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The role of new technologies, including mobile phones and social media, in migration moved to the fore during the European migrant crisis in 2015. Images of Syrians fleeing civil war, along with Iraqis and Afghans, guided by their mobile phones became common in the international media. While much has been made about the importance of mobile phones for migrants, including by humanitarian organizations, what evidence do we have about the role such technologies have in migration, particularly for migrants in, and from, Africa? This article uses a semi-systematic approach to evaluate the strength of the evidence around the use (or not) of mobile phones and social media in the migratory pathways of Africans, primarily to Europe. This includes detailed systematic database searches, submissions from experts such as academics and practitioners as well as the use of snowball citation searches. We argue that given the intensity of the claims affirming the role of new technologies in migration, the evidence remains surprisingly anecdotal and weak. In short, the use of mobile phones, and social media, on migratory pathways cannot be generalized and further investigation is urgently required to better determine whether, and how, such technologies are shaping and transforming migration in the ways so frequently argued.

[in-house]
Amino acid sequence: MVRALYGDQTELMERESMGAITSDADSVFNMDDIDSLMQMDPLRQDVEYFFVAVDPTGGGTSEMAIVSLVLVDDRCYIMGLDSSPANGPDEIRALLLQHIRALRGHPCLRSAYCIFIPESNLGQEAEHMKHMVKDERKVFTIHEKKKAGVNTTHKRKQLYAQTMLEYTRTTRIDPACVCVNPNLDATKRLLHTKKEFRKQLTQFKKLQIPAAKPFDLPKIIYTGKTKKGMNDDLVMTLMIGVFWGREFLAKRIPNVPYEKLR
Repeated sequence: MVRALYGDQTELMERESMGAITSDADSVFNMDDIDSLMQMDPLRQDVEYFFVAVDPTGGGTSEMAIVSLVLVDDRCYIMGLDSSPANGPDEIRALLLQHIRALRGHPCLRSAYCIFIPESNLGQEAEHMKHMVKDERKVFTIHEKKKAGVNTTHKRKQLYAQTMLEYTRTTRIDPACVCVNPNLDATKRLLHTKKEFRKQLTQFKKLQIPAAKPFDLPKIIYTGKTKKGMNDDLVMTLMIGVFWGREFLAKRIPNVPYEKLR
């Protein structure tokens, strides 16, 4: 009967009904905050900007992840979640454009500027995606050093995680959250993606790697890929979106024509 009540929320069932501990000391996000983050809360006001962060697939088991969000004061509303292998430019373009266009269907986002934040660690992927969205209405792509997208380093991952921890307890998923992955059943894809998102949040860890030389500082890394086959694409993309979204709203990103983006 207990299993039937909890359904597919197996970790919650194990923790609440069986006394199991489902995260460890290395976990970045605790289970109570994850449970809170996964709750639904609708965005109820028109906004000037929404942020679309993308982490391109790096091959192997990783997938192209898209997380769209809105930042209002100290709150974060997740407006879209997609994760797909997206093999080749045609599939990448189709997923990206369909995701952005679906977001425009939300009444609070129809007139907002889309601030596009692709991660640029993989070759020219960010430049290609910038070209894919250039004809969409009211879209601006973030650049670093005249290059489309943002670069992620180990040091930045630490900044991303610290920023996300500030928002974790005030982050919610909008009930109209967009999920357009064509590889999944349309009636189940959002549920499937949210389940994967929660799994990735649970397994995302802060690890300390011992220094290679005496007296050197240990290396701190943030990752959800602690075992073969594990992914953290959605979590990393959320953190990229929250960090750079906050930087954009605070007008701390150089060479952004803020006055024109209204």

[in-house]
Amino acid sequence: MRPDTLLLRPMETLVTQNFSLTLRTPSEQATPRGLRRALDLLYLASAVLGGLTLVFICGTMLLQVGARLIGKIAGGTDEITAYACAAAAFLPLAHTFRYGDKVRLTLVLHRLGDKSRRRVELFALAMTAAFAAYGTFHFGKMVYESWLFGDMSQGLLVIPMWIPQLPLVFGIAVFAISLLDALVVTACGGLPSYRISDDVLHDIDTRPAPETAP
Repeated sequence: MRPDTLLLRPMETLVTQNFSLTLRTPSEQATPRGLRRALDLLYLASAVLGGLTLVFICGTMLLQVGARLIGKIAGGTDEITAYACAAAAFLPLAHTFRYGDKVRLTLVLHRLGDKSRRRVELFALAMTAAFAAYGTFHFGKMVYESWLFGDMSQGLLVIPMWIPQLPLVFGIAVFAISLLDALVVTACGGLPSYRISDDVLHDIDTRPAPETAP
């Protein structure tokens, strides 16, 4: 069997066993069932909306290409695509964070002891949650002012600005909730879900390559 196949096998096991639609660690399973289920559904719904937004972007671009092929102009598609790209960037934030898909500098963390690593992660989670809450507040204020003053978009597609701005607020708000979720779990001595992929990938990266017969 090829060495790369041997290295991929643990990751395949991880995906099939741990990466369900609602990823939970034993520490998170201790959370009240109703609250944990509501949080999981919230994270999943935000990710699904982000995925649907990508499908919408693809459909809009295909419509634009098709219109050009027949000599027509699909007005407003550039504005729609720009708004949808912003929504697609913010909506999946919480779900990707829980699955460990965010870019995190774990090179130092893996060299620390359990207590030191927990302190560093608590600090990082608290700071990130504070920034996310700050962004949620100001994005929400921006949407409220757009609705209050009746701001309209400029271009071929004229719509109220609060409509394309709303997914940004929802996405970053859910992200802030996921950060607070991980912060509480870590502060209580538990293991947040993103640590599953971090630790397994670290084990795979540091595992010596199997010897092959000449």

Original publication




Journal article


Progress in Development Studies

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